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A cyclist stops to lays flowers at the entrance of the Masjid An-Nur mosque on March 15, 2020 in Christchurch, New Zealand. 51 people were killed and dozens were injured following the worst mass shooting in New Zealand's history after a man opened fire at Masjid An-Nur (also referred to as Al Noor Mosque) and the Linwood Islamic Centre in Christchurch on March 15, 2019.

Lisa Maree Williams/Getty Images

One year after killing 51 worshippers at two Christchurch mosques, an Australian white supremacist accused of the slaughter on Thursday changed his plea to guilty.

Twenty-nine-year-old Brenton Harrison Tarrant pleaded guilty to 51 counts of murder, 40 counts of attempted murder and one count of terrorism. The killing spree was the deadliest in New Zealand’s modern history and prompted the government to rush through new laws banning most semi-automatic weapons.

Tarrant was scheduled to go to trial on the charges in June. His change in plea came as a surprise and relief to survivors and relatives of the victims.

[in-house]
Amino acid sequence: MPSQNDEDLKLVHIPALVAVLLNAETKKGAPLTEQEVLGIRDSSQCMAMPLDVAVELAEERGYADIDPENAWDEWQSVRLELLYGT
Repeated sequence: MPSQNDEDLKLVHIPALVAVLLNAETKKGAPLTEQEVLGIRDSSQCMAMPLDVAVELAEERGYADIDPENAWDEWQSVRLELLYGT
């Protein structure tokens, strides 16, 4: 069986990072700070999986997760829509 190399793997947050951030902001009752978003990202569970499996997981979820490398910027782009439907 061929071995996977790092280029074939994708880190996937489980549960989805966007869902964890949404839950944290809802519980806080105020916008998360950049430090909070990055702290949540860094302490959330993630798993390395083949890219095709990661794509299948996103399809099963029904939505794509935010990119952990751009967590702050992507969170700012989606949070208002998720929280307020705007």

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A sentencing date has yet to be set. Tarrant faces life imprisonment on the charges.

The plea came at a hastily arranged court hearing at a time that New Zealand was beginning a four-week lockdown to try and combat the new coronavirus. The lockdown meant that Tarrant appeared in the court from his jail cell via video link and that only a few people were allowed inside the courtroom.

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